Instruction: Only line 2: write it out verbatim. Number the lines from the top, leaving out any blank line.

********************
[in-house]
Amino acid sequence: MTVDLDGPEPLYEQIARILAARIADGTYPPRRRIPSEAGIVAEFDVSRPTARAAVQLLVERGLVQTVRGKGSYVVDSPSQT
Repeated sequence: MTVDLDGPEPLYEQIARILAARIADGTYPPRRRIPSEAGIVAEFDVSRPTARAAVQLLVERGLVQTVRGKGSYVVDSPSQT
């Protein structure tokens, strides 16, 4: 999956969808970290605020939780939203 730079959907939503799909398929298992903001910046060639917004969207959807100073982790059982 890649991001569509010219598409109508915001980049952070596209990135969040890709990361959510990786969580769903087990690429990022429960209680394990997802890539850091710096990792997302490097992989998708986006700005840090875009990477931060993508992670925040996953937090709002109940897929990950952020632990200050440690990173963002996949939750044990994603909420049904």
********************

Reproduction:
Amino acid sequence: MTVDLDGPEPLYEQIARILAARIADGTYPPRRRIPSEAGIVAEFDVSRPTARAAVQLLVERGLVQTVRGKGSYVVDSPSQT